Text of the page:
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Let $f:[0,1]\longrightarrow\mathbb{R}$ be a function twice differentiable with continous second derivative and $f(1)=f(0)$. The inequality: $$\int_{0}^{1}(f''(x))^2dx\geq 120\left(\int_{0}^{1}xf'(x)dx\right)^2$$ holds?

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  • $\begingroup$ I didn't know how to formulate the question. $\endgroup$ – user137654 Mar 28 '14 at 19:20
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    $\begingroup$ It smells like integration by parts (because of that x there). $\endgroup$ – orion Mar 28 '14 at 19:37
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Let $$ A=\int_0^1xf'(x)\,\mathrm{d}x\tag{1} $$ Since $f(0)=f(1)$, we have $$ \int_0^1f'(x)\,\mathrm{d}x=0\tag{2} $$ $(1)$, $(2)$, and integration by parts gives $$ \begin{align} 2A &=\int_0^1(2x-1)f'(x)\,\mathrm{d}x\\ &=\int_0^1f'(x)\,\mathrm{d}x(x-1)\\ &=\int_0^1x(1-x)f''(x)\,\mathrm{d}x\tag{3} \end{align} $$ Apply Hölder to $(3)$: $$ \begin{align} 4A^2 &\le\int_0^1[x(1-x)]^2\,\mathrm{d}x\int_0^1f''(x)^2\,\mathrm{d}x\\ &=\frac1{30}\int_0^1f''(x)^2\,\mathrm{d}x\tag{4} \end{align} $$ Plugging $(1)$ into $(4)$ yields $$ 120\left(\int_0^1xf'(x)\,\mathrm{d}x\right)^2\le\int_0^1f''(x)^2\,\mathrm{d}x\tag{5} $$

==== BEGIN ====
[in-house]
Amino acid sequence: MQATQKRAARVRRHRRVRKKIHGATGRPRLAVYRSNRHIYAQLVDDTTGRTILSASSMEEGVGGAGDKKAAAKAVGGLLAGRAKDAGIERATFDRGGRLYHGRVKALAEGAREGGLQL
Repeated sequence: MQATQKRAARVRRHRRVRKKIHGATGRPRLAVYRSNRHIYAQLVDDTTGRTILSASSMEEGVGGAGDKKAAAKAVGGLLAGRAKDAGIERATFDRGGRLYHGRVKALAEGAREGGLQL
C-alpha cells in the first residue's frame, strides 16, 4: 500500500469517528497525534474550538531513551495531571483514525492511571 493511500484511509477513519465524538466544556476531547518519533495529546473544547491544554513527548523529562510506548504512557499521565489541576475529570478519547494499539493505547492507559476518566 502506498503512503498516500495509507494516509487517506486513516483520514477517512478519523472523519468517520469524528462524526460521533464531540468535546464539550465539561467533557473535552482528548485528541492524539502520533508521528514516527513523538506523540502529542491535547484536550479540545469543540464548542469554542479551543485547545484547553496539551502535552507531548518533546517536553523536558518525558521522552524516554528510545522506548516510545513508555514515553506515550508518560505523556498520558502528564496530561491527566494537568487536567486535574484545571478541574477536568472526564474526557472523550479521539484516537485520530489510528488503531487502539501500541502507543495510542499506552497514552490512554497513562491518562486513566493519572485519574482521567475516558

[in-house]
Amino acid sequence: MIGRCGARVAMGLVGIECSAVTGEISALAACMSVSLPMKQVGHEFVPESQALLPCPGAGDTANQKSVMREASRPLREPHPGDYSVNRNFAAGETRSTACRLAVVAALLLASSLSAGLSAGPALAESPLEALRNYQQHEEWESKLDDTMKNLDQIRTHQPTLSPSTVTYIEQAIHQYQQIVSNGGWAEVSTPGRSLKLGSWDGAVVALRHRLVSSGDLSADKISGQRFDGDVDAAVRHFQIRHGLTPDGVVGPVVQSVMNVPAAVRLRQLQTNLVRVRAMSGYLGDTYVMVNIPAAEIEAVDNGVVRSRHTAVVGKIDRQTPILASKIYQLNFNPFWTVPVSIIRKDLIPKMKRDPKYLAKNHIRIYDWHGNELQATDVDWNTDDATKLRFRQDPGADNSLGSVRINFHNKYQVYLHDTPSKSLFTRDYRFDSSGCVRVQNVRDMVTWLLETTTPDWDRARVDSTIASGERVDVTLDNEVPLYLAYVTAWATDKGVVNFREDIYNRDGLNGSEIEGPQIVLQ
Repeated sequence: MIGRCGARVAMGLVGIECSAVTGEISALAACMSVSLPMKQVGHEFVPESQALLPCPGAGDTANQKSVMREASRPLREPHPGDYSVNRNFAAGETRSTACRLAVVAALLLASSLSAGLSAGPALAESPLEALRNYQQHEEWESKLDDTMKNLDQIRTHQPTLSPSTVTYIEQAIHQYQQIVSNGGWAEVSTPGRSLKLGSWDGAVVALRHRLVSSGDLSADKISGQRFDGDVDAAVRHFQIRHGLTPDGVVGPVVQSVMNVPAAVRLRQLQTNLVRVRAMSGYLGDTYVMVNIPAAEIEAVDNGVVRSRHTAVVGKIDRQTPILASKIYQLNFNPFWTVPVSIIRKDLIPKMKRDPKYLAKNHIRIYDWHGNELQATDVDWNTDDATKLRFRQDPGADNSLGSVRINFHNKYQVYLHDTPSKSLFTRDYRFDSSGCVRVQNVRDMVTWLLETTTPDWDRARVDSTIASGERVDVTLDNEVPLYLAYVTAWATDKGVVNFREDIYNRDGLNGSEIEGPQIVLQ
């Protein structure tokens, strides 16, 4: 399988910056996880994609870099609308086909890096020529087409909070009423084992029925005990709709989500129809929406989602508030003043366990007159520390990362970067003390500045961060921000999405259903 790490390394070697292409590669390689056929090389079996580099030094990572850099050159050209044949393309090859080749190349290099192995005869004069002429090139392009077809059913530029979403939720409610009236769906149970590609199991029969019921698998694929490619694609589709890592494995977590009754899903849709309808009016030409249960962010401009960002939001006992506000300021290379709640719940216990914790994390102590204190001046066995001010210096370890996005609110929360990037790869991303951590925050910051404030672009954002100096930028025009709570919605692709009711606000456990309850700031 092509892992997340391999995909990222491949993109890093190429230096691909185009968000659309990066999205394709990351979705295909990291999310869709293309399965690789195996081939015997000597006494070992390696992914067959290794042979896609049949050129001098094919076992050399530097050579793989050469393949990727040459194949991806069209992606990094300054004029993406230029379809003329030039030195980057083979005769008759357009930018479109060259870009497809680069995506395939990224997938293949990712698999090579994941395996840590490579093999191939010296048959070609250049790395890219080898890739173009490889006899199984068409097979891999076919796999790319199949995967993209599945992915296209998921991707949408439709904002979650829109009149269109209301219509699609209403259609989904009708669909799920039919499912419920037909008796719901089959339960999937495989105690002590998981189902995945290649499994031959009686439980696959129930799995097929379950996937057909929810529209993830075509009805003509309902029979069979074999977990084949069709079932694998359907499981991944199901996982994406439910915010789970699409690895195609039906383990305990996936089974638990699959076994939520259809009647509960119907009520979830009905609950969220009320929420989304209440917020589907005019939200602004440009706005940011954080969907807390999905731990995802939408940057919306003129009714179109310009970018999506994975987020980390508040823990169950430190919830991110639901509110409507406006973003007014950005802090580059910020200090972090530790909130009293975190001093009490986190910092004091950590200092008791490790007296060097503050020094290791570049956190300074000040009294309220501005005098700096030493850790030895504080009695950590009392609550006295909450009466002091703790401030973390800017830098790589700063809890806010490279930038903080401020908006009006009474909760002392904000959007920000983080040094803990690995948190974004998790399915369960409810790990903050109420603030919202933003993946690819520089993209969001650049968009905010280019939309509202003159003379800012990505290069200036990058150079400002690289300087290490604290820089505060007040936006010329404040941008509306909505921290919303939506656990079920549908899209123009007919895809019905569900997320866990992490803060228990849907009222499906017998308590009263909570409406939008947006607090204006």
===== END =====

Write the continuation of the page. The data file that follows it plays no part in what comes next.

Using $f(x)=x(1-x)(1+x(1-x))$, we see that $(5)$ is sharp: both sides equal $\dfrac{24}{5}$.

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  • $\begingroup$ Okay, so using integration by parts and then Holder makes sense but one would first try it on $\int_0^1 x^2 f''(x)dx$. Why did it occur to you that the $f(0)=f(1)$ condition would allow for that $x^2$ to be changed to something else? (Nice answer, btw) $\endgroup$ – abnry Jun 14 '14 at 4:16
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    $\begingroup$ What I wanted was to have $u=x(x-1)$ and $v=f'(x)$ so that the limit terms in the integration by parts would vanish, so I needed $(2x-1)\,\mathrm{d}x$ instead of $x\,\mathrm{d}x$ for $\mathrm{d}u$. I recognized that $f(0)=f(1)$ gives us that $\int_0^1f'(x)\,\mathrm{d}x=0$ and used it. $\endgroup$ – robjohn Jun 14 '14 at 4:28
  • $\begingroup$ Can you, please, provide a solution with random limits of integration, say a and b, instead of 0 and 1. $\endgroup$ – George R. Mar 14 '17 at 6:23
  • $\begingroup$ @GeorgeR.: Use $g(u)=f\left(\frac{u-a}{b-a}\right)$ or $f(t)=g(a+(b-a)t)$ and write everything in terms of $u$ instead of $t$. $\endgroup$ – robjohn Mar 14 '17 at 9:47

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